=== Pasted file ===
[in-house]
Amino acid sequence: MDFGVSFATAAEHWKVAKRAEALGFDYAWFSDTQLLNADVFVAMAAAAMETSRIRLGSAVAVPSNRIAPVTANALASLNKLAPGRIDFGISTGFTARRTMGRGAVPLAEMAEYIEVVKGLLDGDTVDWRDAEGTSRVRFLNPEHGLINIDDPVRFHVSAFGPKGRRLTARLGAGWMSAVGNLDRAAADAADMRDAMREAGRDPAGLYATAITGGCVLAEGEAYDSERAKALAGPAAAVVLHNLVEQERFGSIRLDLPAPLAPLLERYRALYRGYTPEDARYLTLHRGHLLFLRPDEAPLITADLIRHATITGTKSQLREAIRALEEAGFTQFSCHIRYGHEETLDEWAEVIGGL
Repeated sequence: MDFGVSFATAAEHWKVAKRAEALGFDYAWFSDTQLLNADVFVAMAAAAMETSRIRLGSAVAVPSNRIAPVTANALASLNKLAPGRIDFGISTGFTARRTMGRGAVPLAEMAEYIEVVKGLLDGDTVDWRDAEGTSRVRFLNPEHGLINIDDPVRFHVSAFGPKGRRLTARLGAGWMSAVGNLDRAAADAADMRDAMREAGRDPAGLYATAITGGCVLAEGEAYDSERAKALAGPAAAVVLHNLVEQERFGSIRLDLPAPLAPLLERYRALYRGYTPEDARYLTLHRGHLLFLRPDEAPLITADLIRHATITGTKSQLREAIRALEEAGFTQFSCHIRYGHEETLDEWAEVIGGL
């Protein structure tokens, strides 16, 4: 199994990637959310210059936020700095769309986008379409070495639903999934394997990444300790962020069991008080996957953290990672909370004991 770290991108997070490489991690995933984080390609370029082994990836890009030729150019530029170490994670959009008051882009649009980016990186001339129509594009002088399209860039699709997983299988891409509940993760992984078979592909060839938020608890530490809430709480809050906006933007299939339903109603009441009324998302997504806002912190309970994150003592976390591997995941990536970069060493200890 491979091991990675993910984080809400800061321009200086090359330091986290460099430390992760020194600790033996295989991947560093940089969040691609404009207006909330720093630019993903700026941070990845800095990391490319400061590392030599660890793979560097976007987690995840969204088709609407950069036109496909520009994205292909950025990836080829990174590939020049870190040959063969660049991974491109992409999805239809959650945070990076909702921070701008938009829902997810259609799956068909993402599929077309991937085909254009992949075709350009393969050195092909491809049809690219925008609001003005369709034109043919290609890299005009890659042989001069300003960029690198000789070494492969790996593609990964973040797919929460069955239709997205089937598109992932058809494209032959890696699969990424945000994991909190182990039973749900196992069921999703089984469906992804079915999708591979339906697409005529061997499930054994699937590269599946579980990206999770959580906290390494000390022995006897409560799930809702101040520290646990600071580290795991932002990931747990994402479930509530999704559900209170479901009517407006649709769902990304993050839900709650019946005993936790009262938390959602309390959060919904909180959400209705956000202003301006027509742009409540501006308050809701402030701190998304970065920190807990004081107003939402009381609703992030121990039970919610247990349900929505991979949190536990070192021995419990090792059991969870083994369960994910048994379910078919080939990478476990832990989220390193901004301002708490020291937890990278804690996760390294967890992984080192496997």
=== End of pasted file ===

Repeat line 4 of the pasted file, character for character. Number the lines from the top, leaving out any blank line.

């Protein structure tokens, strides 16, 4: 199994990637959310210059936020700095769309986008379409070495639903999934394997990444300790962020069991008080996957953290990672909370004991 770290991108997070490489991690995933984080390609370029082994990836890009030729150019530029170490994670959009008051882009649009980016990186001339129509594009002088399209860039699709997983299988891409509940993760992984078979592909060839938020608890530490809430709480809050906006933007299939339903109603009441009324998302997504806002912190309970994150003592976390591997995941990536970069060493200890 491979091991990675993910984080809400800061321009200086090359330091986290460099430390992760020194600790033996295989991947560093940089969040691609404009207006909330720093630019993903700026941070990845800095990391490319400061590392030599660890793979560097976007987690995840969204088709609407950069036109496909520009994205292909950025990836080829990174590939020049870190040959063969660049991974491109992409999805239809959650945070990076909702921070701008938009829902997810259609799956068909993402599929077309991937085909254009992949075709350009393969050195092909491809049809690219925008609001003005369709034109043919290609890299005009890659042989001069300003960029690198000789070494492969790996593609990964973040797919929460069955239709997205089937598109992932058809494209032959890696699969990424945000994991909190182990039973749900196992069921999703089984469906992804079915999708591979339906697409005529061997499930054994699937590269599946579980990206999770959580906290390494000390022995006897409560799930809702101040520290646990600071580290795991932002990931747990994402479930509530999704559900209170479901009517407006649709769902990304993050839900709650019946005993936790009262938390959602309390959060919904909180959400209705956000202003301006027509742009409540501006308050809701402030701190998304970065920190807990004081107003939402009381609703992030121990039970919610247990349900929505991979949190536990070192021995419990090792059991969870083994369960994910048994379910078919080939990478476990832990989220390193901004301002708490020291937890990278804690996760390294967890992984080192496997």